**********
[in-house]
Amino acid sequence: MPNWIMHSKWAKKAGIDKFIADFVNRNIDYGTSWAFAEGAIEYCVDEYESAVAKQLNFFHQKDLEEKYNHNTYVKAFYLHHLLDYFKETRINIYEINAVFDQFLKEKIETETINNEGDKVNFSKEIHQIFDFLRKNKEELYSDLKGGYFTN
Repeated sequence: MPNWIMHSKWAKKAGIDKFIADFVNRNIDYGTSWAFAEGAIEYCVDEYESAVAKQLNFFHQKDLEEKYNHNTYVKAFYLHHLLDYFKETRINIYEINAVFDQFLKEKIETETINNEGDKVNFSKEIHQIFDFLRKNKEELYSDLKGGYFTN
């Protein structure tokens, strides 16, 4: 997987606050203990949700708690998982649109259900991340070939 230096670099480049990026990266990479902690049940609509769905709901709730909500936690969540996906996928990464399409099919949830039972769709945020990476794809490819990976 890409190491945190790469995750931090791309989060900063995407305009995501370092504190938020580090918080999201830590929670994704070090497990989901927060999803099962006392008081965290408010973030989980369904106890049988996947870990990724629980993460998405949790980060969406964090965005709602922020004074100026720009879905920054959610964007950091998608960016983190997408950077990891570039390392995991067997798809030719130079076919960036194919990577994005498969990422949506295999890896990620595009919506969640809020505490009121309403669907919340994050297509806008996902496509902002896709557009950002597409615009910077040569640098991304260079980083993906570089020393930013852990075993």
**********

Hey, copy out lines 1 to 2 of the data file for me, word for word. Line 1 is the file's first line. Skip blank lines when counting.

[in-house]
Amino acid sequence: MPNWIMHSKWAKKAGIDKFIADFVNRNIDYGTSWAFAEGAIEYCVDEYESAVAKQLNFFHQKDLEEKYNHNTYVKAFYLHHLLDYFKETRINIYEINAVFDQFLKEKIETETINNEGDKVNFSKEIHQIFDFLRKNKEELYSDLKGGYFTN